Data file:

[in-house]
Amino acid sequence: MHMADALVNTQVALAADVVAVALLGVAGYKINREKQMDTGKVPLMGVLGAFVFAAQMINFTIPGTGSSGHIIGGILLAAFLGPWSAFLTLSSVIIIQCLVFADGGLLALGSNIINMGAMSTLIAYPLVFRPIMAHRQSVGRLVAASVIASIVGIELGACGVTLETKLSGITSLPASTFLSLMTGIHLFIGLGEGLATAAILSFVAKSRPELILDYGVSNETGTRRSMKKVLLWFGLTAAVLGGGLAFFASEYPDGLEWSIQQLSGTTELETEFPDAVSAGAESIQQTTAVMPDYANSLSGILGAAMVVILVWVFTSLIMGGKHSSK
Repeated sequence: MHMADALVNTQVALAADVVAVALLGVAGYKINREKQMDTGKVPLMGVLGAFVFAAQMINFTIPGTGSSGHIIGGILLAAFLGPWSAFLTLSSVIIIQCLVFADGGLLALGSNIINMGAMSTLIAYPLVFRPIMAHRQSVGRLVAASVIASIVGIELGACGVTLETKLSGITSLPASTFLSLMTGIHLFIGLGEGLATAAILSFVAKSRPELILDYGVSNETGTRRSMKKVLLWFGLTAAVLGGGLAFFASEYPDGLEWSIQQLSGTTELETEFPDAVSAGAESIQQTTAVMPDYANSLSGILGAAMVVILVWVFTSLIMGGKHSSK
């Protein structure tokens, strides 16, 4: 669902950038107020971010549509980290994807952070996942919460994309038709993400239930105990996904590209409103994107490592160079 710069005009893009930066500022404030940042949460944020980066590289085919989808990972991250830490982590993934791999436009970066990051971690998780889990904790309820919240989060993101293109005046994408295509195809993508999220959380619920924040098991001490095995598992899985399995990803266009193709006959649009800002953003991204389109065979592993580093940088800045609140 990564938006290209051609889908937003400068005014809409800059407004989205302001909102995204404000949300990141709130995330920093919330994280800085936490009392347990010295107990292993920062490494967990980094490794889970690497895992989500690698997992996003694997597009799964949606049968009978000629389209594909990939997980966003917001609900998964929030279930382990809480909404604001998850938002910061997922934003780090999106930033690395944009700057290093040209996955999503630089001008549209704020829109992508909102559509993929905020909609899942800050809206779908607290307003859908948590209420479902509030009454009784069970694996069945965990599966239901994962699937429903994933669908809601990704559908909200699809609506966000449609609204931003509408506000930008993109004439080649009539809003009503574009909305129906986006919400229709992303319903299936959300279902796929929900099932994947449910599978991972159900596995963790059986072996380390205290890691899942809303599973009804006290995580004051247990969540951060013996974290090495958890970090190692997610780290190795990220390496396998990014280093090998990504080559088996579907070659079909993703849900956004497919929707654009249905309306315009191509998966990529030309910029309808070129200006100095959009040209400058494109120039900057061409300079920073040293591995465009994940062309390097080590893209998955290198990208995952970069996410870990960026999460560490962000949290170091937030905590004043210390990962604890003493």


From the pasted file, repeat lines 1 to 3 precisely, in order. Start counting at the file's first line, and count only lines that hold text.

[in-house]
Amino acid sequence: MHMADALVNTQVALAADVVAVALLGVAGYKINREKQMDTGKVPLMGVLGAFVFAAQMINFTIPGTGSSGHIIGGILLAAFLGPWSAFLTLSSVIIIQCLVFADGGLLALGSNIINMGAMSTLIAYPLVFRPIMAHRQSVGRLVAASVIASIVGIELGACGVTLETKLSGITSLPASTFLSLMTGIHLFIGLGEGLATAAILSFVAKSRPELILDYGVSNETGTRRSMKKVLLWFGLTAAVLGGGLAFFASEYPDGLEWSIQQLSGTTELETEFPDAVSAGAESIQQTTAVMPDYANSLSGILGAAMVVILVWVFTSLIMGGKHSSK
Repeated sequence: MHMADALVNTQVALAADVVAVALLGVAGYKINREKQMDTGKVPLMGVLGAFVFAAQMINFTIPGTGSSGHIIGGILLAAFLGPWSAFLTLSSVIIIQCLVFADGGLLALGSNIINMGAMSTLIAYPLVFRPIMAHRQSVGRLVAASVIASIVGIELGACGVTLETKLSGITSLPASTFLSLMTGIHLFIGLGEGLATAAILSFVAKSRPELILDYGVSNETGTRRSMKKVLLWFGLTAAVLGGGLAFFASEYPDGLEWSIQQLSGTTELETEFPDAVSAGAESIQQTTAVMPDYANSLSGILGAAMVVILVWVFTSLIMGGKHSSK